Russian President Vladimir Putin warned Finland and Sweden on Monday to expect a “response” for applying to join NATO as Ukraine braced for a new push by Moscow’s forces in its eastern Donbas region.
Swedish Prime Minister Magdalena Andersson on Monday confirmed her country would apply to join the military alliance, the day after Finland— which shares a 1,300-kilometre (800-mile) border with Russia—said the same.
The two Nordic countries are giving up decades of military non-alignment over fears they could be next in line following Moscow’s invasion of Ukraine on February 24.
Russia, whose war has sparked global outrage, killed thousands, and created millions of refugees, warned that NATO’s expansion would have consequences.
The move poses “no direct threat for us… but the expansion of military infrastructure to these territories will certainly provoke our response”, Putin told a meeting of a Moscow-led security alliance.
Deputy Foreign Minister Sergei Ryabkov had earlier called it a “grave mistake with far-reaching consequences”.
Russia has already suspended electricity supplies to Finland, citing payment issues.
But Finnish Prime Minister Sanna Marin told lawmakers: “Our security environment has fundamentally changed.
“The only country that threatens European security, and is now openly waging a war of aggression, is Russia.”
Despite the resources of its giant neighbour, Ukraine has managed to repel Russian forces for longer than many initially thought, fortified by weapons and cash from Kyiv’s Western allies.
NATO on Sunday promised its open-ended support, with German foreign minister Annalena Baerbock saying it would provide military assistance “for as long as Ukraine needs”.
Since failing to take the capital Kyiv in the early weeks of the war, Moscow is currently focusing on the eastern region of Donbas, near the Russian border and home to pro-Russian separatists.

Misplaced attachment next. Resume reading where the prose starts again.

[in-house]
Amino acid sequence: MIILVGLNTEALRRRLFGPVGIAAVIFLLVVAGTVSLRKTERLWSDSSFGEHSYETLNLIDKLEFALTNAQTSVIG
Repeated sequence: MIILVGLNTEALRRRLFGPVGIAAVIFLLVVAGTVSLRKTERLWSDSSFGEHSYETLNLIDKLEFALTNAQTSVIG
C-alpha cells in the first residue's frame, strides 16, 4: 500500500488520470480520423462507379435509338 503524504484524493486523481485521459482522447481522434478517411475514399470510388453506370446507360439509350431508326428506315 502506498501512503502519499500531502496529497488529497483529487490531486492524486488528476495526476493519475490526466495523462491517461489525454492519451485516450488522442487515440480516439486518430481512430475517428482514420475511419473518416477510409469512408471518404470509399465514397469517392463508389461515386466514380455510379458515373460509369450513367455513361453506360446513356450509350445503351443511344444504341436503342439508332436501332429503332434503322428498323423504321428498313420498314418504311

“We are preparing for new attempts by Russia to attack in Donbas, to somehow intensify its movement in the south of Ukraine,” President Volodymyr Zelensky said in his nightly address Sunday.
But British defence chiefs said Russia’s offensive in Donbas had “lost momentum”.
Demoralised Russian troops had failed to make substantial gains and Moscow’s battle plan was “significantly behind schedule”, UK defence intelligence said.
Ukrainian presidential adviser Oleksiy Arestovich told local television Sunday that Russian troops were being redeployed towards Donbas after withdrawing from Kharkiv, the second-largest city near the Russian border.
The defence ministry later announced Ukrainian troops had regained control of territory near Kharkiv, which has been under constant attack since the invasion.
Arestovich said the Russian troops that had been withdrawn were being sent towards Lugansk and “their task is to take Severodonetsk,” the easternmost city still held by Ukraine.
Ukraine’s presidency reported Monday that two people were killed and nine were wounded, including a child, in shelling on a Severodonetsk hospital.
The fall of Severodonetsk would grant the Kremlin de facto control of Lugansk, one of two regions — along with Donetsk — that comprise Donbas.
But Russia’s attempt to cross a river to encircle it has been repelled with heavy losses of equipment, according to Lugansk governor Sergiy Gaiday.